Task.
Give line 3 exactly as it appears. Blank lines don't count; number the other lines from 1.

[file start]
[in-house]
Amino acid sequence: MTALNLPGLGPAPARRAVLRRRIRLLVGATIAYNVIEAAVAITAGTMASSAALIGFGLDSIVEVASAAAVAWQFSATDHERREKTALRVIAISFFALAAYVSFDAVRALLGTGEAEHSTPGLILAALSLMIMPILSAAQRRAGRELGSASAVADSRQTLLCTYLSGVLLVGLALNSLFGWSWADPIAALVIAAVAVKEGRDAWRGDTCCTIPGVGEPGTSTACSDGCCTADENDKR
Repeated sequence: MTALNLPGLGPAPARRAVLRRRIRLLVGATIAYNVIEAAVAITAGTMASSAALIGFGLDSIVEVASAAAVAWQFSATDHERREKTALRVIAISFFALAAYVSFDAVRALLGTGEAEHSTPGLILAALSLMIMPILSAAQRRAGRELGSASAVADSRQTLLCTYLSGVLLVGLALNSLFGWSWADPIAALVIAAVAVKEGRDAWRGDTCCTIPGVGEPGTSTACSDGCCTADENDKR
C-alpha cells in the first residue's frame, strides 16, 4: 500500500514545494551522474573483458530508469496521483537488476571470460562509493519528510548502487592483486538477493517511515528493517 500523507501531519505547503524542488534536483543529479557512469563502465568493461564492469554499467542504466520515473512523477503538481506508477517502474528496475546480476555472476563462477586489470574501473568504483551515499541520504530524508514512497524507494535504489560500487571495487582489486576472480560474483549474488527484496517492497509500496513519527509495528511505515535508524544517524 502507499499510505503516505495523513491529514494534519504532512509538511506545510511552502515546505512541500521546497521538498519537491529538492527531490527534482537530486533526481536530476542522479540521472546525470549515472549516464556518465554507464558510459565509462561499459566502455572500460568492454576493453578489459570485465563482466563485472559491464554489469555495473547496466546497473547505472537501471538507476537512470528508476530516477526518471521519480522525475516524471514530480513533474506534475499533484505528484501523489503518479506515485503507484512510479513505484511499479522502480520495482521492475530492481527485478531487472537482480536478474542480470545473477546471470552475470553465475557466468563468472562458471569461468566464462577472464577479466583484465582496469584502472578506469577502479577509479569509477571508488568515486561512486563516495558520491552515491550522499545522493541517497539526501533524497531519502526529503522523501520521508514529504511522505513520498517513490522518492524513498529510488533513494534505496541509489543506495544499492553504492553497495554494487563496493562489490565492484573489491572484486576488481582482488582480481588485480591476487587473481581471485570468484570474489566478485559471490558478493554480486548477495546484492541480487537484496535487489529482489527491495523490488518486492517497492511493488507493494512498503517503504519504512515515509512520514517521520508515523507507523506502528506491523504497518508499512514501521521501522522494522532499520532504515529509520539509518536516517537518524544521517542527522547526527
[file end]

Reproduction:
Repeated sequence: MTALNLPGLGPAPARRAVLRRRIRLLVGATIAYNVIEAAVAITAGTMASSAALIGFGLDSIVEVASAAAVAWQFSATDHERREKTALRVIAISFFALAAYVSFDAVRALLGTGEAEHSTPGLILAALSLMIMPILSAAQRRAGRELGSASAVADSRQTLLCTYLSGVLLVGLALNSLFGWSWADPIAALVIAAVAVKEGRDAWRGDTCCTIPGVGEPGTSTACSDGCCTADENDKR